08 Aug 3 Forms of Ancient Brick Architecture
It can be baffling, awe-inspiring, and down-right impressive when investigating the architecture of the past. Civilizations and societies with limited access to technology were able to produce buildings beyond their time, crafted from the brilliant human minds of the time period, and from countless hours of hard work and excessive labour. When we look back at this architecture, we clearly see the influence it has had over modern-day structures, yet the designs and intricate executions still baffle the world to this day. The utilization of basic materials, including bricks, is so incredible that the structures are still standing strong to this day. How did they do it? Well, that’s for us to keep wondering. Here are 3 incredible, ancient, and timeless brick buildings.
Located in Bagan, Myanmar – a world heritage site – this temple is the largest of all the temples on-site. This ancient archeological structure breathes the ingenious capabilities of those who constructed it, as if out of a kaleidoscopic dream. Bagan is home to a myriad of ancient pagodas and hollow temples which date back to around 1000 AD. During the peak of Bagan’s development, 4446 Buddhist temples were constructed of which 3822 remain today. The symmetry and design is astonishing and the final execution of the temple is guaranteed to take one’s breath away.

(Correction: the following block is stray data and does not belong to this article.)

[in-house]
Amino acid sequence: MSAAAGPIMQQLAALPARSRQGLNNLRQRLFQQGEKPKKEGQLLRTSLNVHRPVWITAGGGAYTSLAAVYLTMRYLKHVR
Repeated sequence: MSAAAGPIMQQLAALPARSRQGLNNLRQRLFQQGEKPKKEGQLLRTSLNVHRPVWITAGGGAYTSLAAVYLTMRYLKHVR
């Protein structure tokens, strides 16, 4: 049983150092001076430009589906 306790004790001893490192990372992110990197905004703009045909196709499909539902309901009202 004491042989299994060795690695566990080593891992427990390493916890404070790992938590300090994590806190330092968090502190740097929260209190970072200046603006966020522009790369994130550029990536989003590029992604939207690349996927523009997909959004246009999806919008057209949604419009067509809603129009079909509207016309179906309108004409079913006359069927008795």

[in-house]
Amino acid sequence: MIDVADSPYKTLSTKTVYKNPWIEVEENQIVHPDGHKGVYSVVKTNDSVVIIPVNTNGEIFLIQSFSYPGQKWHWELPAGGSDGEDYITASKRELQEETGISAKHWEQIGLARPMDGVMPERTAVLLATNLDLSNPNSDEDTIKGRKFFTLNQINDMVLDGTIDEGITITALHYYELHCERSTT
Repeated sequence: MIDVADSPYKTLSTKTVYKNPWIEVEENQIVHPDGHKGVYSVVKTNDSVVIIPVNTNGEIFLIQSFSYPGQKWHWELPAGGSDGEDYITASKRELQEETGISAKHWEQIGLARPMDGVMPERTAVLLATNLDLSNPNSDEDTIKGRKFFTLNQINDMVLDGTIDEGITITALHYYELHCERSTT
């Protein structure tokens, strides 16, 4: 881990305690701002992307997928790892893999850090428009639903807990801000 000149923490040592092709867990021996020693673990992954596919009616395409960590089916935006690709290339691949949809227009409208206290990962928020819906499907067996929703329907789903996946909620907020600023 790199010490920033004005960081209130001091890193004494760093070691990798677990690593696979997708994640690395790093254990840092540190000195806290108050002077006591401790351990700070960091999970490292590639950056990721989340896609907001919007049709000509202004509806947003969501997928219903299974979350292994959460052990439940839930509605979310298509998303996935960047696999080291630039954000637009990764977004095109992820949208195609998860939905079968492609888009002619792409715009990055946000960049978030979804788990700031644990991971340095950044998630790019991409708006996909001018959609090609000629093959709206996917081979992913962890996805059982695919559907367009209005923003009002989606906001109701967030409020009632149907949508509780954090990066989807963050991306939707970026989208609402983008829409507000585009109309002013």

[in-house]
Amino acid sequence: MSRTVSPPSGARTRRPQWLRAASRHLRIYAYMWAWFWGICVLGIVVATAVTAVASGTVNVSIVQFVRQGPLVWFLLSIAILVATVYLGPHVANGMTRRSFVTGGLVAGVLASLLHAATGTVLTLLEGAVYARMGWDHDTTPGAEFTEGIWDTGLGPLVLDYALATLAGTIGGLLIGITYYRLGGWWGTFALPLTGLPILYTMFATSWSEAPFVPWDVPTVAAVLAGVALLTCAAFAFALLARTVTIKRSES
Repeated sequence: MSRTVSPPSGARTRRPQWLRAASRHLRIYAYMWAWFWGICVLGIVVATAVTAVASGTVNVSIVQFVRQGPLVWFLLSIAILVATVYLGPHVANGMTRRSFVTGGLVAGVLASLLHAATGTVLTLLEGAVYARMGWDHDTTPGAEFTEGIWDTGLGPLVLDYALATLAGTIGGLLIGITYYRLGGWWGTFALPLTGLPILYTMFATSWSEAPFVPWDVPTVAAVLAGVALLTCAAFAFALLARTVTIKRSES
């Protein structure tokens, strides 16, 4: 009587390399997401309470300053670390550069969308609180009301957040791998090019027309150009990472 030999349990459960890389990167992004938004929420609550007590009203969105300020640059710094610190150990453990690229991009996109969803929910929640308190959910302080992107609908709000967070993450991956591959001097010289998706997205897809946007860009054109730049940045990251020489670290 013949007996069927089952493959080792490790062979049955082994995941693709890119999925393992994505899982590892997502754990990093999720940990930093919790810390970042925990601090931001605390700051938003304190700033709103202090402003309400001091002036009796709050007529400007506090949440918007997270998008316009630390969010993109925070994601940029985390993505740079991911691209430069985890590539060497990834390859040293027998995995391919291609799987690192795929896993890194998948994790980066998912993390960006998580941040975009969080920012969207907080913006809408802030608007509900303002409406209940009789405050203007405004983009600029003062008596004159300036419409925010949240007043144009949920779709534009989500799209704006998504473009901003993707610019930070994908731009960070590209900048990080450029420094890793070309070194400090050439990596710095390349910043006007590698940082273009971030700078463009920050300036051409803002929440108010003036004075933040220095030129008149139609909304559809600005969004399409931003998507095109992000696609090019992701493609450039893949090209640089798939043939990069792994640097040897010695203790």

The Great Wall of China
One of the greatest and impressive structures ever built, The Great Wall of China has been around since 221 BC and now stretches to a length of 21000km’s in entirety. This structure is so large in fact, that from space one can see its indentation on the earth itself. The wall began construction with basic materials (earth, wood, branches, sand, and stone), but as brick technology became more accessible to the Chinese emperors, it took over as the main structural reinforcement and building material. In conjunction with bricks being used to finish construction, sticky rice was used as a binding agent. The wall was originally constructed as a defensive structure against other empires which threatened China’s safety at the time, leading to the construction of ramparts, trenches, ditches, as well as fortresses along the wall itself.
St. Anne’s Church
Located on the bank of Vilnia River in Lithuania, Vilnius’ Old Town, this colossal Gothic construction was built between 1495-1500 AD. It uses brick as its main construction material, and as you pay attention to the finest design details, it is impossible to deny its stellar architectural execution.